Sunday, Apr 07, 2002
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By Our Staff Reporter
The discussion, held here on Saturday, was prompted by the sale of paintings under the "Manegondu Kalakriti" (a painting for each home) scheme by the Lalitkala Academy in January. The academy reportedly sold around 800 paintings, drawings, and prints which fetched Rs. seven lakh. The Chairman of the academy reportedly said that the money would go towards the artists' welfare fund.
It was alleged that some of the works sold by the academy were part of its permanent collection and some were culled from unclaimed works left behind after the annual exhibitions. This disturbed artists and connoisseurs. It was also charged that many award-winning works of noted artists, including the late G.S. Shenoy, the late Y. Subramanya Raju, and the late Minajagi, and others such as R.M. Hadapad, S.G. Vasudev, Yusuf Arakkal and J.M.S. Mani were sold for a song.
A number of writers, artists, architects and filmmakers who participated in the discussion felt that the sale contravened the objectives of the academy as public body to promote art. They also wondered why a competent committee comprising art historians was not formed to decide which paintings should be sold.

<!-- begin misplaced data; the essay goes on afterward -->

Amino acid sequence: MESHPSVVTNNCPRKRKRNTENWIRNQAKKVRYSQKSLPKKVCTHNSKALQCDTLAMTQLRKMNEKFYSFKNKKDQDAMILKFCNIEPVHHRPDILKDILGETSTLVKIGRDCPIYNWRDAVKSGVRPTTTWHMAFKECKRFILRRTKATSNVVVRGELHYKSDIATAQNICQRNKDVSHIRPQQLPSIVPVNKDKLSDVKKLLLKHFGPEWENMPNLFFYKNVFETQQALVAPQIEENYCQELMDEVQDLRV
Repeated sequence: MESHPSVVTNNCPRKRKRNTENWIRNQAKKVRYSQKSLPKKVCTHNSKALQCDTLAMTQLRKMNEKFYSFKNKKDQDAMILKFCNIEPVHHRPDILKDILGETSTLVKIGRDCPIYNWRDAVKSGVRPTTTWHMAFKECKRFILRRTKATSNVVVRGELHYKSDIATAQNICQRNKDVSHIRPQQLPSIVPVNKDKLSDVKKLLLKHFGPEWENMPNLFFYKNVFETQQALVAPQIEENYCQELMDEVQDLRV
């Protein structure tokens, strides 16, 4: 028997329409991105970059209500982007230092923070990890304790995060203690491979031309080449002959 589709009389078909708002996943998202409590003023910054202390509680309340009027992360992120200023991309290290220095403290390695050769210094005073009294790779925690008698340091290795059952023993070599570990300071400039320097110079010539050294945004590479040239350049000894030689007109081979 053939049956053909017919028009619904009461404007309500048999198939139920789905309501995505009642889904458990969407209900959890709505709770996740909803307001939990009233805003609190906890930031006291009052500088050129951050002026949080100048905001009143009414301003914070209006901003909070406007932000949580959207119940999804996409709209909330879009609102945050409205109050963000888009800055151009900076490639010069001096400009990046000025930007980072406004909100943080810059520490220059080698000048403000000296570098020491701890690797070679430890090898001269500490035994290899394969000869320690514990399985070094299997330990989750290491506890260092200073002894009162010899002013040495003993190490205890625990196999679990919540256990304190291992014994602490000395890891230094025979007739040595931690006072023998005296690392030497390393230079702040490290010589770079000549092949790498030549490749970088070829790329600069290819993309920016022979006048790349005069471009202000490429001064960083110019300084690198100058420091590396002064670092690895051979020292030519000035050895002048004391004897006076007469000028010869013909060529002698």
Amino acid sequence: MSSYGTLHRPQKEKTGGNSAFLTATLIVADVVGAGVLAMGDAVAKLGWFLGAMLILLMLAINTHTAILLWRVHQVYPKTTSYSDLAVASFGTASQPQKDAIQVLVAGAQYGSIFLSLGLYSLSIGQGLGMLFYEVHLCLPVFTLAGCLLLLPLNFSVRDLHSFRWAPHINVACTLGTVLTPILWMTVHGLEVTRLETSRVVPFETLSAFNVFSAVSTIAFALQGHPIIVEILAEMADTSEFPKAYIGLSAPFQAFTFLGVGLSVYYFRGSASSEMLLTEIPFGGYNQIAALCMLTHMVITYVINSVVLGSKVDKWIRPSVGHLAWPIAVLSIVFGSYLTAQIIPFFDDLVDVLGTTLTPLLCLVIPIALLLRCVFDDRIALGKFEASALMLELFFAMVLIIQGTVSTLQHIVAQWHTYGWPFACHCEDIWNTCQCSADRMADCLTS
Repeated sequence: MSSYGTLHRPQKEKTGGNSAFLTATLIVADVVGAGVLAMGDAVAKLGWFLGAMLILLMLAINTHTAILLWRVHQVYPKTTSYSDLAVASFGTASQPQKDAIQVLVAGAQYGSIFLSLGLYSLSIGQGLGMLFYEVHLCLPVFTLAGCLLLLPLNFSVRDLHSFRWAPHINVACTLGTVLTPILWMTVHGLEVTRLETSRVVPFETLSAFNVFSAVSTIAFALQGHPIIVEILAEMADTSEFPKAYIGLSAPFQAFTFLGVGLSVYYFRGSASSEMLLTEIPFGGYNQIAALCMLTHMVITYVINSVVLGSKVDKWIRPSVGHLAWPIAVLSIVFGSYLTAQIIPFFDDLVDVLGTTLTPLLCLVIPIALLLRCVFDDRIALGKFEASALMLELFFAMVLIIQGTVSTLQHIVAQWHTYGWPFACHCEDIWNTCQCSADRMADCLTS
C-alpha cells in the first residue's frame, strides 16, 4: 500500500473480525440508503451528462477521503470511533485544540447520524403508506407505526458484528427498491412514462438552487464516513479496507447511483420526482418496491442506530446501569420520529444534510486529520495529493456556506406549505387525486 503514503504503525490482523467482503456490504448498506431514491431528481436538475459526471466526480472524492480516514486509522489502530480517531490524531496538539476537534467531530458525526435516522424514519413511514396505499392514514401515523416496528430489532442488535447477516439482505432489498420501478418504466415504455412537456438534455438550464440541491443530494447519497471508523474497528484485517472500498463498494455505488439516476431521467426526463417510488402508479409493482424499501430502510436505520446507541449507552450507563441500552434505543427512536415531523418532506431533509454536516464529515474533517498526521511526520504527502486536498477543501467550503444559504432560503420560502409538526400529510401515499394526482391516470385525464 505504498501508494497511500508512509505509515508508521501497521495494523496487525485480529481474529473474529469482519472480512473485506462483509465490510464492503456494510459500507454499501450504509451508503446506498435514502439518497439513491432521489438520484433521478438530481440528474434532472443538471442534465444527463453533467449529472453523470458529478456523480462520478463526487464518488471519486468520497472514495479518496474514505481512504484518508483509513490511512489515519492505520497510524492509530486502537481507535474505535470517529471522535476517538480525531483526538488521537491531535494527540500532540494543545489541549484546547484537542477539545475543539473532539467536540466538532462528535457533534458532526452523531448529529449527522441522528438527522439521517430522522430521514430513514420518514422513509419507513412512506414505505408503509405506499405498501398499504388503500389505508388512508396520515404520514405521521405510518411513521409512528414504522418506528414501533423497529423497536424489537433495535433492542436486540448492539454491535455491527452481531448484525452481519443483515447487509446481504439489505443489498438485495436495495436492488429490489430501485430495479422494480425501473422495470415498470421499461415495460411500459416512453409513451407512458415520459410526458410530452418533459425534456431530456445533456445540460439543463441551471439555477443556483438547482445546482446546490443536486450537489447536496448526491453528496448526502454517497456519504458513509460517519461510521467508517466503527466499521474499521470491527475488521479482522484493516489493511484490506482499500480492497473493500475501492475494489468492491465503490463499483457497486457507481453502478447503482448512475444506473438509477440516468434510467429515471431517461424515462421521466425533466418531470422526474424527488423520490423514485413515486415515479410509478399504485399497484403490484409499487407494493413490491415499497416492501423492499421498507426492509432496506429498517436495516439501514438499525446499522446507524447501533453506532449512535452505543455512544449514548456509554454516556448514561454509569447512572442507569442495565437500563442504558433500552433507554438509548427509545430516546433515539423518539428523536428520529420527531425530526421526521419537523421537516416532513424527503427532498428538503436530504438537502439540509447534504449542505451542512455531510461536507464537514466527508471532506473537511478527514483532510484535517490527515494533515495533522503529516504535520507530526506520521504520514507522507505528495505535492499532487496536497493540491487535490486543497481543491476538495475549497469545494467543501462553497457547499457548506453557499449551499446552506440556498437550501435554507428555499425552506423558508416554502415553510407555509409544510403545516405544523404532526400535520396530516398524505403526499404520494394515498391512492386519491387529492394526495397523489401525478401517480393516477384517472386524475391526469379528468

Inaugurating the discussion, U.R. Ananthamurthy, writer, said when a body such as the Lalitkala Academy owned a work of art, it automatically became public property, and the academy did not have the moral right to sell it. Besides, selling valuable works for a pittance showed poor judgment, he said.
The artist, S.G. Vasudev, said that a piece of art of was more valuable than money. He read out a letter written by the Minister of State for Kannada and Culture, Rani Satish, who had been invited to participate in the discussion.
The filmmaker, M.S. Satyu, and the artists, Yusuf Arakkal, Chi. Su. Krishna Setty and Balan Nambiar, and the theatre personality, Jagdish Raja, spoke.
In her letter which was read out, Ms. Rani Satish, who had inaugurated the sale of the paintings by the academy, staunchly defended the decision of the academy. "Public opinion is always valid in a democracy," she said.She clarified that "the purpose of selling art works is not to make money. The very intention is to see that such works find a place in the minds and homes of connoisseurs. It is also an honour for the artists concerned, as people who cannot afford to pay huge sums for a work of art purchase it out of love."
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